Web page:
b) Commercial Production: There is no official commercial agricultural biotech production in Thailand, but there has been agricultural biotech research done in the past 20 years. This included field trials for several imported transgenic plants and local plant varieties. The first field trials conducted in 1994 involved Flavr Savr tomato, a delayed ripening tomato. Subsequently, field-testing was conducted for Bt cotton, Bt corn, Round-up ready cotton, Round-up ready corn, Antisent RNA tomato, and the ring-spot virus resistant papaya. The safety and potential that Monsanto's Bt cotton demonstrated during the trial period led to expectations of it becoming the first transgenic crop to be approved for commercial planting in Thailand. However in 2003, the Thai government issued a blanket ban on further field trials to avoid political fallout from non-governmental organizations (NGOs). The opposition was initiated by BioThai and the Organization of the Poor. The NGOs' actions stalled the implementation of effective policies to regulate biotechnology at the time.

So far in 2015, Thailand has made some progress in laying out a legal regulatory framework on adopting agricultural biotechnology. Thai biotech proponents are likely to gain more support from policy makers in both government and parliament.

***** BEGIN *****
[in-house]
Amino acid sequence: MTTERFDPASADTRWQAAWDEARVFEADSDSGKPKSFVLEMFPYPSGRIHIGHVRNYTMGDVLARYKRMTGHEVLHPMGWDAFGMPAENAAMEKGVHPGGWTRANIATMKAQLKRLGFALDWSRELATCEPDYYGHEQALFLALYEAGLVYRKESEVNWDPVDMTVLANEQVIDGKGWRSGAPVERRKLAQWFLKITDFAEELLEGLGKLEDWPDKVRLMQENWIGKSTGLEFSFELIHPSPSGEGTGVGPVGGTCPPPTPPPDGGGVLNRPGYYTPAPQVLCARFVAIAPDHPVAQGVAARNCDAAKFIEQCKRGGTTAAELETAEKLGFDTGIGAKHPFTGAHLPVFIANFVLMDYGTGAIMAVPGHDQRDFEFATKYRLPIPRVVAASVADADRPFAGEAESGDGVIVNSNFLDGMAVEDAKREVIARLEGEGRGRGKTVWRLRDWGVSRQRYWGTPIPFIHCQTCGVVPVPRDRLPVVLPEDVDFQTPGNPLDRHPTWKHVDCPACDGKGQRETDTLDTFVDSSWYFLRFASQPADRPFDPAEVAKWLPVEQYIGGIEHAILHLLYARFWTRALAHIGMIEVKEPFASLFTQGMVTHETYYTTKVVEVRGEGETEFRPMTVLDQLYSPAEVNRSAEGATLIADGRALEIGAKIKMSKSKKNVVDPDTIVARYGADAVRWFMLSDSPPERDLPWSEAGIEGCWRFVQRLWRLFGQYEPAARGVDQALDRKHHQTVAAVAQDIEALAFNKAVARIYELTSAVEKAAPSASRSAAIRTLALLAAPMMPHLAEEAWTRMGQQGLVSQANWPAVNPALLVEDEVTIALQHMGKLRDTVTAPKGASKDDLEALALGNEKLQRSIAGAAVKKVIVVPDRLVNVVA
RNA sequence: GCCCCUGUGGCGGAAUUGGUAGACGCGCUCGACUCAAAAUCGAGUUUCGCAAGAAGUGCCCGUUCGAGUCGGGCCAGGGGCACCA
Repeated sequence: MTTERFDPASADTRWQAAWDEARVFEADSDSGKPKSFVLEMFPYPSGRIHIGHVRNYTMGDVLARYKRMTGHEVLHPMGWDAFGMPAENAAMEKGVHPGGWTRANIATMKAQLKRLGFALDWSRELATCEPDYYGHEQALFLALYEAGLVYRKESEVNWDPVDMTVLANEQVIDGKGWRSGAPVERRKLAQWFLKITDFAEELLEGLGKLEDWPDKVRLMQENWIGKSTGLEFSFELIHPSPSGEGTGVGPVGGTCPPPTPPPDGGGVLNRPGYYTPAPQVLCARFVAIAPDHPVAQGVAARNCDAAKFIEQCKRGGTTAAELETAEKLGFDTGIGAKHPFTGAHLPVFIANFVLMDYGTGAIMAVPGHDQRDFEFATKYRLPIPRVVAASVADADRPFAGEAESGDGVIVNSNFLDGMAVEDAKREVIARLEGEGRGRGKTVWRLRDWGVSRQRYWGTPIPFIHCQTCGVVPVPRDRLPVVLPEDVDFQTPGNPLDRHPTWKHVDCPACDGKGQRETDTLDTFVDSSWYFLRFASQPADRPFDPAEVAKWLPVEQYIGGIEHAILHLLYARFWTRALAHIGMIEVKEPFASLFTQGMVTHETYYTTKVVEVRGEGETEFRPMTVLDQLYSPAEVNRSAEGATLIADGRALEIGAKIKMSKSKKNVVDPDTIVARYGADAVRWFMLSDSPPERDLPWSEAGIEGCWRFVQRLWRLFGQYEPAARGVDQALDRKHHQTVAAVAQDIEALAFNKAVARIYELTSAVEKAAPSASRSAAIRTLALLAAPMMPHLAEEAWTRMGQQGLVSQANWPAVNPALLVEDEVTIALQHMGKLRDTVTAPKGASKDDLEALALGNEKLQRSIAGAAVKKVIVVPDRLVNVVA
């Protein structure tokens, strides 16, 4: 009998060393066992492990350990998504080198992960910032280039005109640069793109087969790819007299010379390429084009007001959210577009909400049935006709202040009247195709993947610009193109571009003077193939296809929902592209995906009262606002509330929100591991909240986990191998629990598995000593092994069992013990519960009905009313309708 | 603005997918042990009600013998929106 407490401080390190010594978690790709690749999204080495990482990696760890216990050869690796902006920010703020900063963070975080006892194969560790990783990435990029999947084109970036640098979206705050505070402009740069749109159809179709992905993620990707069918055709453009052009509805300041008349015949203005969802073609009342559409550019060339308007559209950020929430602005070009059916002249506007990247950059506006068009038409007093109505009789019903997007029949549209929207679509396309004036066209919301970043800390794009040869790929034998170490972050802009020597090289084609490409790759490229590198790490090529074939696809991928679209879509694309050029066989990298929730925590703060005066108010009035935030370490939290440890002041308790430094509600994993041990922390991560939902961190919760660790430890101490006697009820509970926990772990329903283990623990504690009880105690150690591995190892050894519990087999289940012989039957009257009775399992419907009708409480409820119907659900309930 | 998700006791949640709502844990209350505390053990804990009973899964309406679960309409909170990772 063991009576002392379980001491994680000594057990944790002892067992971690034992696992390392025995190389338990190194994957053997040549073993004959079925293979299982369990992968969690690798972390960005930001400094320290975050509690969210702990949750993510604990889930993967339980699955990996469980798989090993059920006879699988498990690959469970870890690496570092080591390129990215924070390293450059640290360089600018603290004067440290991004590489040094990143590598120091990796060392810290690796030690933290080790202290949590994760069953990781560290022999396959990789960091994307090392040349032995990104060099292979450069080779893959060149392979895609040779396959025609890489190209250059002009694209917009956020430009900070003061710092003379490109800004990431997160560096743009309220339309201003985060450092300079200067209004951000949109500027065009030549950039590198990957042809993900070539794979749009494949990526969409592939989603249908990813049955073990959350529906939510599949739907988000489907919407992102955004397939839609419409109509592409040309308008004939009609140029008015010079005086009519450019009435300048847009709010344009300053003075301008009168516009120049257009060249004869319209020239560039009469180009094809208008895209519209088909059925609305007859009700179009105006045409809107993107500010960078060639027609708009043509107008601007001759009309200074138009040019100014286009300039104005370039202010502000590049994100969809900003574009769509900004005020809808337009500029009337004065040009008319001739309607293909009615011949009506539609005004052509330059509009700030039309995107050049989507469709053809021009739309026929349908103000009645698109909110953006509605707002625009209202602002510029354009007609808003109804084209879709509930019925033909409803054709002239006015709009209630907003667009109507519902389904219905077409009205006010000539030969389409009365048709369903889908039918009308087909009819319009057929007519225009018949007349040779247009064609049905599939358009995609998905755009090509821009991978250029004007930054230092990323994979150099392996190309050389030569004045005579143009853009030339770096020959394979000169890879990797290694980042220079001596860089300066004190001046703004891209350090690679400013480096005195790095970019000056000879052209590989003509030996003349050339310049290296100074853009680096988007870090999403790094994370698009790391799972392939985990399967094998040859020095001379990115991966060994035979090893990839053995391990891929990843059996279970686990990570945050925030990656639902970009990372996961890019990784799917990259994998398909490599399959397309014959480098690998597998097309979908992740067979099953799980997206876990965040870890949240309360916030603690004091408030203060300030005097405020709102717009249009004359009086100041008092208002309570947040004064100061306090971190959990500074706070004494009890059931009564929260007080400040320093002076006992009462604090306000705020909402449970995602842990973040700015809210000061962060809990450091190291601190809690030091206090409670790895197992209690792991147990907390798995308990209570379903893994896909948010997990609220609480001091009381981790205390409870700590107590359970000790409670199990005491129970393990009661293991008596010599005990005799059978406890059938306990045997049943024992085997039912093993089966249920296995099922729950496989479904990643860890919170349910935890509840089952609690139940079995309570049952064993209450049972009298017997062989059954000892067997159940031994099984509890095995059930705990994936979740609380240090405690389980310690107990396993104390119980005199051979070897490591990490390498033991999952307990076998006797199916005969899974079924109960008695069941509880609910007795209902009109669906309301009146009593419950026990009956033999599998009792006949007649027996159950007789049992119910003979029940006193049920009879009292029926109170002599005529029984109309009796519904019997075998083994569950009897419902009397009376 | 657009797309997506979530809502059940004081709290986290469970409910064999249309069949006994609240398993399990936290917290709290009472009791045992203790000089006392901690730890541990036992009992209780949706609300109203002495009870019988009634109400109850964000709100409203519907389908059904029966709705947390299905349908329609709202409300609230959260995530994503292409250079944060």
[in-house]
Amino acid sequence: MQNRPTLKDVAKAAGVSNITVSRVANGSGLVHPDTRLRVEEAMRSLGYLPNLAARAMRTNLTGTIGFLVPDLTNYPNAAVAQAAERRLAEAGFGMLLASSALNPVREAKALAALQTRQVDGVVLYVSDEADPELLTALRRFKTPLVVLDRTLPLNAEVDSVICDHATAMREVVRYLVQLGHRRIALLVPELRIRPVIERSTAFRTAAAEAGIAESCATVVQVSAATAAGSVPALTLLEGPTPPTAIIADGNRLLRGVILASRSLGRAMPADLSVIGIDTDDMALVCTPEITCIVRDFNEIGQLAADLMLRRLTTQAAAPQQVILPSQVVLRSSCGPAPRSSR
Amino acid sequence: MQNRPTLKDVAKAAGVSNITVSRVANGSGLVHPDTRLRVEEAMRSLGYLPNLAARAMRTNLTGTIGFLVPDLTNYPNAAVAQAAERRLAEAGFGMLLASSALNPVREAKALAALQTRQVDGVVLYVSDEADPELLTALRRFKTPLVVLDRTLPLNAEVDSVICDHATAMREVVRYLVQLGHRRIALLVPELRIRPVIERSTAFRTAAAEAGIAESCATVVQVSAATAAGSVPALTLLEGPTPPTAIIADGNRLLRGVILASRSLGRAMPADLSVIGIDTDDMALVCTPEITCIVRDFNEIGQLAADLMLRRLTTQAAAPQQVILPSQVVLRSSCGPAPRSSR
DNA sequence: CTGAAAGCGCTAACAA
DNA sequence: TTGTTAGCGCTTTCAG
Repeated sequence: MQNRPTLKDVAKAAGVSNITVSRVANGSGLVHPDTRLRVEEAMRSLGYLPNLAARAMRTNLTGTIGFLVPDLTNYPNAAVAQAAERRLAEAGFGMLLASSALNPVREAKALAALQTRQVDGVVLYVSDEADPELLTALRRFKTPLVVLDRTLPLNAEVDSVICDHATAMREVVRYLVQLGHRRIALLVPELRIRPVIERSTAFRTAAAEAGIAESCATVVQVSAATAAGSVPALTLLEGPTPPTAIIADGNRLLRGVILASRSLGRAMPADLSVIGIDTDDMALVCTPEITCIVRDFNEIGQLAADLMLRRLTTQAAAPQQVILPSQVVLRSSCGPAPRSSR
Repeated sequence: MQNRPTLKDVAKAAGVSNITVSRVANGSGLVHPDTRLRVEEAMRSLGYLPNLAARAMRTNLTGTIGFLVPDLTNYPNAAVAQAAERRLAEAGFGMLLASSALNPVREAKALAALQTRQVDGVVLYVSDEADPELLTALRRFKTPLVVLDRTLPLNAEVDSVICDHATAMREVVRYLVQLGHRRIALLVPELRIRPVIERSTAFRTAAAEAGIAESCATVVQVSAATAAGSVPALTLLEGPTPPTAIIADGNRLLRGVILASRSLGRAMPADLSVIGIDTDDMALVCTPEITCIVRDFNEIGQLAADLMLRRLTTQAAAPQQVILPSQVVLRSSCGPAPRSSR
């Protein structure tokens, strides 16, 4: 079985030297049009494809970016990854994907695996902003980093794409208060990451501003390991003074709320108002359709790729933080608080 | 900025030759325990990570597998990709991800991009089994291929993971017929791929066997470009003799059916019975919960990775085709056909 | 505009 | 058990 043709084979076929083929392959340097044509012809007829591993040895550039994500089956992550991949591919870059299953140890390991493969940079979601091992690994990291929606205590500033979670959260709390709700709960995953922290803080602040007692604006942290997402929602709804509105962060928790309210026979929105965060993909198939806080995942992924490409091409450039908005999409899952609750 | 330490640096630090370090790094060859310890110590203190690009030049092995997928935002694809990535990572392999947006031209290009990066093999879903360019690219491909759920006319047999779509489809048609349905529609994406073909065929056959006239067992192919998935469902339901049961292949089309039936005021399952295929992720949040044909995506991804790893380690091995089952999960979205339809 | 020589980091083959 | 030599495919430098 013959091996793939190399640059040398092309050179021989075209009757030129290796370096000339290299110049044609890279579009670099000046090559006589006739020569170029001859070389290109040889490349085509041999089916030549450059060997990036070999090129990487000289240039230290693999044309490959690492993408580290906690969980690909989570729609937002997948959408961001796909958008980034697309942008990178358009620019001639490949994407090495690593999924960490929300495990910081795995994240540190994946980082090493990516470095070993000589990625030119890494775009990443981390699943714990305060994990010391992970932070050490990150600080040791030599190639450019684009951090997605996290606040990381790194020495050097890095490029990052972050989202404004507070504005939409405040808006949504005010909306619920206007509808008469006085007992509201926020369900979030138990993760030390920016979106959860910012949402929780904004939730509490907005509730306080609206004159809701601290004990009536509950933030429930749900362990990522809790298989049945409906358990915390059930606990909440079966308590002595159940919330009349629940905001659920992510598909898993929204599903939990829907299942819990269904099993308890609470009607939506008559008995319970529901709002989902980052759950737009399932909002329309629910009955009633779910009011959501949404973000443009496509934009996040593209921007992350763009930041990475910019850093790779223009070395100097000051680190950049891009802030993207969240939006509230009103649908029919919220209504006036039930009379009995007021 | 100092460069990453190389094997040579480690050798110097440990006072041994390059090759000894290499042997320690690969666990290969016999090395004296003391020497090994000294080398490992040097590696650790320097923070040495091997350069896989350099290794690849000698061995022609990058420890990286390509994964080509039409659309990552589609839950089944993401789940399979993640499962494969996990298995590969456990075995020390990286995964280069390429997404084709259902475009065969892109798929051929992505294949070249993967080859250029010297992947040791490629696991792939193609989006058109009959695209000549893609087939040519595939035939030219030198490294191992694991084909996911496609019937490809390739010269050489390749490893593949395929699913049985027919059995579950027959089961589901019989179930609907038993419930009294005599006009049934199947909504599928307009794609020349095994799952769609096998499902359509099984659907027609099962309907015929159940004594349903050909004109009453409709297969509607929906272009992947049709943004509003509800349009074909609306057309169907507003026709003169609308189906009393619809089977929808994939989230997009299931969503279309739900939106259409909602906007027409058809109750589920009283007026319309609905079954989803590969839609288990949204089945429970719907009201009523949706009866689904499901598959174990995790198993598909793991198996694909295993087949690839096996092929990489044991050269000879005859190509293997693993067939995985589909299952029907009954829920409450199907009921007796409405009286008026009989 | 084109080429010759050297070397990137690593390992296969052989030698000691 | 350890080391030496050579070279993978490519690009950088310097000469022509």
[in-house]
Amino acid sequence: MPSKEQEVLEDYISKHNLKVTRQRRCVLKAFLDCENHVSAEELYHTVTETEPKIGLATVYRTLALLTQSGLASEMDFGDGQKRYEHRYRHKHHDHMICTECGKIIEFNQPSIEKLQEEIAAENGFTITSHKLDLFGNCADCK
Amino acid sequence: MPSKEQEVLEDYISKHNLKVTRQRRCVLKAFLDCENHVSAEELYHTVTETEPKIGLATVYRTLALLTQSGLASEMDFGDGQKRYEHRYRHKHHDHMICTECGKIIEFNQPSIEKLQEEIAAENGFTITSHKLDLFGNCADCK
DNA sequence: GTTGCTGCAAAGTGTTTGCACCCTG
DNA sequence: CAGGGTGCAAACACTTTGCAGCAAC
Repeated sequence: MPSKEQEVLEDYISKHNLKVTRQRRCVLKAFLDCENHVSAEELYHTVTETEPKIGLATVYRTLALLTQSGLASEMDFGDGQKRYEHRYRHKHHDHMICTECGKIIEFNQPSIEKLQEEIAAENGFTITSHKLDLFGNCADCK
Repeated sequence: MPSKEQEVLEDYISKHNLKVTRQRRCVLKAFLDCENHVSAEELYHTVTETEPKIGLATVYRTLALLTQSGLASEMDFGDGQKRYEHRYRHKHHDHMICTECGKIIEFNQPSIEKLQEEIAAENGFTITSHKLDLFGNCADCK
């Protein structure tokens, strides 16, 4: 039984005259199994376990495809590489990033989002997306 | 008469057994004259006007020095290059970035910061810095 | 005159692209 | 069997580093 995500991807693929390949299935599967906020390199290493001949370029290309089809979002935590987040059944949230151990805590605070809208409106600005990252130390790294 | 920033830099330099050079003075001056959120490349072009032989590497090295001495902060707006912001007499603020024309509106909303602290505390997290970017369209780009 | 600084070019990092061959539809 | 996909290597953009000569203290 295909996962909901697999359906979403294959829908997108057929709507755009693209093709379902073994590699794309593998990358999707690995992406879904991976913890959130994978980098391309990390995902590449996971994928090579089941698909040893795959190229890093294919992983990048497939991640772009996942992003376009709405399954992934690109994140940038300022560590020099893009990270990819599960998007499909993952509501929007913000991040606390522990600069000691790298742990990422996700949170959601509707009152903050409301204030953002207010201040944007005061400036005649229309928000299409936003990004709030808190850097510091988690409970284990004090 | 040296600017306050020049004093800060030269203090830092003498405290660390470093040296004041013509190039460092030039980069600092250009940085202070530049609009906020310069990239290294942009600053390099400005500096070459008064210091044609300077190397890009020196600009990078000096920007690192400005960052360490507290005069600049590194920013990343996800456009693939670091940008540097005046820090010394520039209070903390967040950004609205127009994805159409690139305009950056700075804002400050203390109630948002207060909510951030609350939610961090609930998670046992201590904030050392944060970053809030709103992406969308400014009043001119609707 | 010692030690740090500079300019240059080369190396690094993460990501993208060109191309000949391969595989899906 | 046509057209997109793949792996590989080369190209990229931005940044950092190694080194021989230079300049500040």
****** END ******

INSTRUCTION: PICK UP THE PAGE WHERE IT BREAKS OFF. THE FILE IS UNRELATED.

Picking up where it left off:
• A final draft of the Biosafety Law, which has been pending for several years, is scheduled to be submitted to the National Legislative Assembly (NLA) by the end of 2015. Once in place, it would provide regulations for field trials and commercialization of biotech crops. A group of

biotech proponents, including farmers and scientists, are engaged with the Agriculture Committee in NLA. The proponents are advocating a need for Thailand to adopt the new agricultural technology in agricultural production in Thailand and, as a result, a need to speed up law the legislative process.

• Ministry of Agriculture and Cooperatives (MOAC), National Science and Technology Development Agency (NASDA), and Thai Seed Trade Association (THASTA) signed Memorandum of Understanding (MOU) in August 2014 to jointly cooperate in developing a national strategy promoting Thailand as an international seed hub.

• A task force was appointed to study the possibility of agricultural biotechnology adoption in Thailand. The task force recently concluded that the Biosafety Act should be the national guidelines to conduct the biotech crop field trial and commercialization. It also suggested that the field trial for research is important and should be conducted under the 2007 Cabinet rule.